Wangdrak’s Rain Boots
Directed by Lhapal Gyal
Values Culture Media (CN), Youth Film Studio (CN), Qinghai Kawajian Film & Culture Dissemination (CN)
China, 2018, 1 hour, 30 minutes
Tibetan with English subtitles
Trailer can be viewed here.
Available at this year’s Hong Kong International Film Festival is the delightful film, Wangdrak’s Rain Boots. The Tibetan film that was based on a novella of the same name—which was actually much shorter than the film—was directed by Lhapal Gyal. This talented gentleman was the assistant director for Knife in the Clear Water; Wangdrak’s Rain Boots is his debut feature film. Critics are keeping an eye on this fresh talent and excited to see what he’ll come up with next.
The film is shot beautifully, showing off stretches of farmland across Tibet. The main children in the movie, Wangdrak and his friend Lhamo, are played by first-time actors and give outstanding performances. According to the director, who was interviewed after the screening, these two children are originally from the agricultural area of Tibet, which helps explain why they thrived well in their roles.
The story is told engagingly as it, step by step, unfolds for the audience. It begins with Wangdrak’s need for rain boots. Growing up in the Tibetan countryside, rainy season can become quite treacherous for children who walk long roads to school filled with puddles, slippery slopes, and rocks.
A lack of rain boots soon leads to Wangdrak being ostracized by his schoolmates. Bullying by the children leads to issues with Wangdrak and his teacher. Tension at school leads to tension at home with his father, who believes that rain boots are not a real necessity for his son. Tension between father and son leads to tension between father and mother as she defends her son.
The story continues to unfold. An angry and stubborn father who is overprotective of his crops rages at his family and begins to pick fights with neighbors. Compounding his frustration with the village, Wangdrak’s father also trys to sway the “god of rain” to hold off so he can harvest his yield.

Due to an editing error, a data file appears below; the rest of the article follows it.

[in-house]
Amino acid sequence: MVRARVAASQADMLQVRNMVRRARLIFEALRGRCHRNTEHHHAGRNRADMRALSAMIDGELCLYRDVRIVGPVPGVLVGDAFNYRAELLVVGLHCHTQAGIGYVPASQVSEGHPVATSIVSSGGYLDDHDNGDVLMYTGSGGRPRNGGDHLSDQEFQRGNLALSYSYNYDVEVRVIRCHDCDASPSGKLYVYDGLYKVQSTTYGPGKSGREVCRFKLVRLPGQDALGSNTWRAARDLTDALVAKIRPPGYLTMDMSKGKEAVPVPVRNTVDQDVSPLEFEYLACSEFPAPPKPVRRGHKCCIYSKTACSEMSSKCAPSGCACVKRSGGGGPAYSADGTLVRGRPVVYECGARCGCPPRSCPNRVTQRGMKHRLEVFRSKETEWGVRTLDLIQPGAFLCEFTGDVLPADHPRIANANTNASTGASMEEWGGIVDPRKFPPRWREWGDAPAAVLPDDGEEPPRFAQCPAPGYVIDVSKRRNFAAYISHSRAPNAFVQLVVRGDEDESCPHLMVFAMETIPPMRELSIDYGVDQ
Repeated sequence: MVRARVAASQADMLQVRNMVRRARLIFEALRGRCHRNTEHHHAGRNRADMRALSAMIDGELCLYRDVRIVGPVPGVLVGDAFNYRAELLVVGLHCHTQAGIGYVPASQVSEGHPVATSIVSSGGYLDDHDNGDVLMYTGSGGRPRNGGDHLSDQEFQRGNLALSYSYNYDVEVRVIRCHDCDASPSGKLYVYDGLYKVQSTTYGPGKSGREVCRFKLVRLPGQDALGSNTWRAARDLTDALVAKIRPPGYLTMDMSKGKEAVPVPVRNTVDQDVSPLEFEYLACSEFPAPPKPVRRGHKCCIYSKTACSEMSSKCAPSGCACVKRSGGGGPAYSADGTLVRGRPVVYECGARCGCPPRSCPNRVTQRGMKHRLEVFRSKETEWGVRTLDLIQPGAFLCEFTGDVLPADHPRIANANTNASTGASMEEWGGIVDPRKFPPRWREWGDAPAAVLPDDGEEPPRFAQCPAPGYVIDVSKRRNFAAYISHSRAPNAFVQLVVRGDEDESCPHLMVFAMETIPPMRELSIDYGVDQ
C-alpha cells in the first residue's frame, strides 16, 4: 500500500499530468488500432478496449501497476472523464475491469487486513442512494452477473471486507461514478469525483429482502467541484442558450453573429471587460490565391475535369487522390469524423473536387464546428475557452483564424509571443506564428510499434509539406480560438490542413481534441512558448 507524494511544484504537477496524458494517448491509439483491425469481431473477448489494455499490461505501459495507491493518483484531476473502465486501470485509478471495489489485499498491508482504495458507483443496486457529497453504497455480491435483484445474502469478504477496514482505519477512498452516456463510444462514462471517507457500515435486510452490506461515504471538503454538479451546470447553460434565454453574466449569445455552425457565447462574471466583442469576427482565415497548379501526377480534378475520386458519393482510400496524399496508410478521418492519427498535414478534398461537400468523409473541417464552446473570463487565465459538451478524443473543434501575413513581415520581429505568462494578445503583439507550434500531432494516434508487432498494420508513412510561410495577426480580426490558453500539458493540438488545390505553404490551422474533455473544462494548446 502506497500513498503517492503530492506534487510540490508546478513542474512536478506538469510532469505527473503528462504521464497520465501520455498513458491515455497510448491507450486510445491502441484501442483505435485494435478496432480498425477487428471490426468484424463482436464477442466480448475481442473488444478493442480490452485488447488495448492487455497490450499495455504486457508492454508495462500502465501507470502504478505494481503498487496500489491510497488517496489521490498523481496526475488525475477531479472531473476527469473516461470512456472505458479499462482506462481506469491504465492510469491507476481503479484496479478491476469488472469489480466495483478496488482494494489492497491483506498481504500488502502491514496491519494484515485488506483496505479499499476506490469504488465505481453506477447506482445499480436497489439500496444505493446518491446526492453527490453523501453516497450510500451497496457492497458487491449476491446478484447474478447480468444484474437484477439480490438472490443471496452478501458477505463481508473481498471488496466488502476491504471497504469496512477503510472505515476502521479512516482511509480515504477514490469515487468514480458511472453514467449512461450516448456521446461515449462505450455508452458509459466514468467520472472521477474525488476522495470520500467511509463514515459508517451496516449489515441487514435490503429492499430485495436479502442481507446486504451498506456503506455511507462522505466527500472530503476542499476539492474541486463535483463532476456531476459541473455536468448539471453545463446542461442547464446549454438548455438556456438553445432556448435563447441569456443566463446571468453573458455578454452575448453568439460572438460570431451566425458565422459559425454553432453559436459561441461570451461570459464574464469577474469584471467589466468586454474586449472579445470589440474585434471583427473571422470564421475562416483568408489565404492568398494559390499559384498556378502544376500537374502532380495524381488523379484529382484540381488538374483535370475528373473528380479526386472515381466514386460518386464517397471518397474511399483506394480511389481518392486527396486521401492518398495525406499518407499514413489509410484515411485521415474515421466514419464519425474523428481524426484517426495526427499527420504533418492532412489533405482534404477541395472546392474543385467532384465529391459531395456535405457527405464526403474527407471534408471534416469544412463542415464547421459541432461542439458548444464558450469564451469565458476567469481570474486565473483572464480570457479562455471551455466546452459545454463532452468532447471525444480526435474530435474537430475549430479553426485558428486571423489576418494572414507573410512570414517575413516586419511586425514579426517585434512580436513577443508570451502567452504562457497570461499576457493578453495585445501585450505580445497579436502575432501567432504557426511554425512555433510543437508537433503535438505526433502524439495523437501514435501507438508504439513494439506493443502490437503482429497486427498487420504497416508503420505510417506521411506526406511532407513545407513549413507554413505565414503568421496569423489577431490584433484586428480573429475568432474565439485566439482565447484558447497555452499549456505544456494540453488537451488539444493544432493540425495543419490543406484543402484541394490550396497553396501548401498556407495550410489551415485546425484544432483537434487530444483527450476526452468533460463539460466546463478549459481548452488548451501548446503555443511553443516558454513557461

At the same time, Wangdrak finally gets his rain boots but now has no rain in which to wear them. The little boy pleads with the “god of rain” to bring a storm, which naturally conflicts with his father's request.
It’s a simple story. The selfishness of a father who puts his own ambition ahead of the needs of his family is at last, up against the selfishness of his own son who chooses his own wants over his family’s welfare.
For a glimpse of Tibet, for a good story about childhood struggles and a precious friendship, or just for the opportunity to see how something as simple as rain can turn a town upside down, this is a worthy watch.
Keep an eye out at a film festival near you.
Hannah Lau is a marketing consultant for ChinaSource, managing external communication and marketing processes including social media. Originally from Canada, Hannah served for a time in China where she began her career in advertising. A few years ago she left the corporate sector and took her skills to the non-profit... View Full Bio
Do you usually have a cup of coffee while reading the latest ChinaSource post? For the price of a cup of coffee, make a donation to support our content so that we can continue to serve you with the latest on Christianity in China.